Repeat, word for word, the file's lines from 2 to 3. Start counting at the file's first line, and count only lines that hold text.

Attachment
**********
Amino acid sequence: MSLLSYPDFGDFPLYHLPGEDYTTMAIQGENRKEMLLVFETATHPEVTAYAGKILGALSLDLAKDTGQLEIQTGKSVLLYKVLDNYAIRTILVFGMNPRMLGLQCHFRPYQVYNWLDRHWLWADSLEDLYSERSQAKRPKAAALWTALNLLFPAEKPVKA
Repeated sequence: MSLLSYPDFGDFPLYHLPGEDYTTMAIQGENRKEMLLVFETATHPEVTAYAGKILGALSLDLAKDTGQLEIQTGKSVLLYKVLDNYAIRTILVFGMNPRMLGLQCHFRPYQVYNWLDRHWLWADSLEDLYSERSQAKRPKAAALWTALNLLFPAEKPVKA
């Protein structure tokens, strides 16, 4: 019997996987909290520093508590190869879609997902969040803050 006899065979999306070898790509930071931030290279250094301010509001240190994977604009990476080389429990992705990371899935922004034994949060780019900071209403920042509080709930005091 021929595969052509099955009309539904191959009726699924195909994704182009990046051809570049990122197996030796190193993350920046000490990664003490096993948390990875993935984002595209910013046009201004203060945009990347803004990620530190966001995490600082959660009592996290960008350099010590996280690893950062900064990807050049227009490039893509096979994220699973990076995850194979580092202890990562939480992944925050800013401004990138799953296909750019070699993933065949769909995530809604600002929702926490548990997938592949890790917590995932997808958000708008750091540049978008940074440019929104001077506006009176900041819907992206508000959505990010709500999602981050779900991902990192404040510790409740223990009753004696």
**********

Repeated sequence: MSLLSYPDFGDFPLYHLPGEDYTTMAIQGENRKEMLLVFETATHPEVTAYAGKILGALSLDLAKDTGQLEIQTGKSVLLYKVLDNYAIRTILVFGMNPRMLGLQCHFRPYQVYNWLDRHWLWADSLEDLYSERSQAKRPKAAALWTALNLLFPAEKPVKA
């Protein structure tokens, strides 16, 4: 019997996987909290520093508590190869879609997902969040803050 006899065979999306070898790509930071931030290279250094301010509001240190994977604009990476080389429990992705990371899935922004034994949060780019900071209403920042509080709930005091 021929595969052509099955009309539904191959009726699924195909994704182009990046051809570049990122197996030796190193993350920046000490990664003490096993948390990875993935984002595209910013046009201004203060945009990347803004990620530190966001995490600082959660009592996290960008350099010590996280690893950062900064990807050049227009490039893509096979994220699973990076995850194979580092202890990562939480992944925050800013401004990138799953296909750019070699993933065949769909995530809604600002929702926490548990997938592949890790917590995932997808958000708008750091540049978008940074440019929104001077506006009176900041819907992206508000959505990010709500999602981050779900991902990192404040510790409740223990009753004696």